On Thursday, June 27, 2019, the EU and Morocco held their first Association Council meeting in over four years, which was presented as a “reinvigoration of relations” between Rabat and Brussels. This reinvigoration comes after several years of diplomatic tension between the two due to two European Court of Justice (ECJ) rulings stating that trade deals on agriculture and fisheries were not applicable to the disputed Western Sahara. 

Having temporarily resolved this issue to the Moroccan government’s benefit—with the European parliament in early 2019 accepting amended agricultural and fisheries agreements that extend to the Western Sahara—the Association Council provided a forum to discuss joint priorities for the EU-Morocco relationship for the coming years. They laid out an ambitious joint declaration covering a wide range of issues including shared values, trade and development, security and foreign policy, migration, and climate change. 

However, as the EU moves to strengthen its relationship with the Moroccan government, an increasingly large part of the Moroccan population appears to reject that government and the wider political order in their country. Initial Arab Barometer data, also published on June 27, shows that 49 percent of Moroccan adults polled supported rapid political change, the highest amongst the various countries polled by the Arab Barometer. This rejection of the status quo is also reflected by a steady stream of protests and strikes despite growing repression by the Moroccan authorities. 

Furthermore, 44 percent of Moroccan adults polled by the Arab Barometer were considering emigrating, while the figure rose to 70 percent for adults under 30. Moroccans have been leaving the country in large numbers–both via regular and irregular avenues. This includes a longstanding and massive brain drain, with 600 engineers leaving the country each year, 38,000 Moroccans currently studying in France (of whom few return), and 7,000 Moroccan doctors working in France. At the other extreme, irregular migration has been rising; 13,076 Moroccan migrants entered Spain in 2018, making them the largest nationality at 20 percent of the total, compared with 2016, when Moroccans were only the seventh-largest nationality.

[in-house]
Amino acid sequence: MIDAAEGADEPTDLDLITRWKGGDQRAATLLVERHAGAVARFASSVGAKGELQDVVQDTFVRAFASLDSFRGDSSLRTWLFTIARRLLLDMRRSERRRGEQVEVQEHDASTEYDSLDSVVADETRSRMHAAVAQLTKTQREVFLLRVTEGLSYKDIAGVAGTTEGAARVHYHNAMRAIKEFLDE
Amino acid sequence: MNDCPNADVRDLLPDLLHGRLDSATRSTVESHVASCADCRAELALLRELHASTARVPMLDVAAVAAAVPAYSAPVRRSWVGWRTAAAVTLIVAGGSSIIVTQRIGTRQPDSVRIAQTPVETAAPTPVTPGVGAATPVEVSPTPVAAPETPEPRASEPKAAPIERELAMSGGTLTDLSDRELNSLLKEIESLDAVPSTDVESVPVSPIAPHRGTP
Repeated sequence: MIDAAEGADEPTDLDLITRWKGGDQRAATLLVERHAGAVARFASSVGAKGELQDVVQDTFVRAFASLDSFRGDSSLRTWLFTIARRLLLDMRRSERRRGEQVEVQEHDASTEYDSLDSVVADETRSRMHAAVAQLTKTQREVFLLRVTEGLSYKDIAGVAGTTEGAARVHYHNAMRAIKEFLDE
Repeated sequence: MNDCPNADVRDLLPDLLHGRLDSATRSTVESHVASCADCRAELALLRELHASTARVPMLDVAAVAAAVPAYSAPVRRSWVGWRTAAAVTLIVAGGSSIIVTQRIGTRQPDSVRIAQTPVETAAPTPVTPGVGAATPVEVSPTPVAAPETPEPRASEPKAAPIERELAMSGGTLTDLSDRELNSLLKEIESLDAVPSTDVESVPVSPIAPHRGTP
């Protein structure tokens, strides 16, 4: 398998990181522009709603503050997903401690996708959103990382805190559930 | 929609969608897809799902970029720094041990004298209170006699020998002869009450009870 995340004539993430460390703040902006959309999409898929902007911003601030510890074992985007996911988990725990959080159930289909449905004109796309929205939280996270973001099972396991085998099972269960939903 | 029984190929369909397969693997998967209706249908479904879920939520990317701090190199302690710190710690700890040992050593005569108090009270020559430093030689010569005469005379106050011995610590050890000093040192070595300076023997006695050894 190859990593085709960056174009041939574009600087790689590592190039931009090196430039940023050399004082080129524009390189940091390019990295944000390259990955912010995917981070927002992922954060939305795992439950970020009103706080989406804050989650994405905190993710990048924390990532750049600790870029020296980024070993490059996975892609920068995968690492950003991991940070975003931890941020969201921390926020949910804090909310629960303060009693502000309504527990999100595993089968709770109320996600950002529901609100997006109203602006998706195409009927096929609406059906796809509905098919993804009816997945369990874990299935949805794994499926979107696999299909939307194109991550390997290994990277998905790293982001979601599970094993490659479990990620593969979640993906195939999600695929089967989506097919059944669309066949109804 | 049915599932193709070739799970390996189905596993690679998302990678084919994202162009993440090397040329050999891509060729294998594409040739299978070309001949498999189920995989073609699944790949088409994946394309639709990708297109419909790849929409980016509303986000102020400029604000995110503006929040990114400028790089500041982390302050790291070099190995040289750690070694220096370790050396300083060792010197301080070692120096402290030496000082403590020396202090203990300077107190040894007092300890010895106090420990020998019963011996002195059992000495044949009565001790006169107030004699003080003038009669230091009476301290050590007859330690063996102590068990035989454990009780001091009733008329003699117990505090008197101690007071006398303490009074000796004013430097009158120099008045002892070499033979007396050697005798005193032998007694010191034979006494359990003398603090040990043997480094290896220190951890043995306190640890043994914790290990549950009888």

The protests and strikes point to development failures and inequalities in Moroccan society, but each of these movements was driven by deeper governance failures that are often linked to patronage networks through which political and economic influence is exercised. The Hirak movement, beginning in the Rif in October 2016, highlighted corruption and inefficiency in the delivery of promised development projects. The Boycott movement, beginning in spring 2018, drew attention not only to the cost of living, but also to the privileged political and economic positions enjoyed by a small group of business elites. Wider rural protests have pointed to the failure of the country’s development plans to live up to expectations across a wide range of areas, resulting in rural populations losing trust in local political elites and the larger political system. 

EU-Morocco relations tend towards de facto support for the political status quo as with the other Mediterranean countries that make up the EU’s “Southern neighborhood.” Although policy documents continue to highlight the importance of democracy and human rights, in practice this amounts to a series of technocratic initiatives around the subject of governance and human rights, such as a technical committee of experts on human rights, a program of support to justice reform and financial support to civil society. The EU has also actively pushed for economic liberalization in Morocco through trade deals on industrial goods, agriculture, and fisheries that have increasingly opened up the Moroccan market to European imports and investors, and allowed Morocco to become integrated into European value chains, notably in the automotive industry. Both the EU and key member states have also worked closely with the Moroccan government in counterterrorism efforts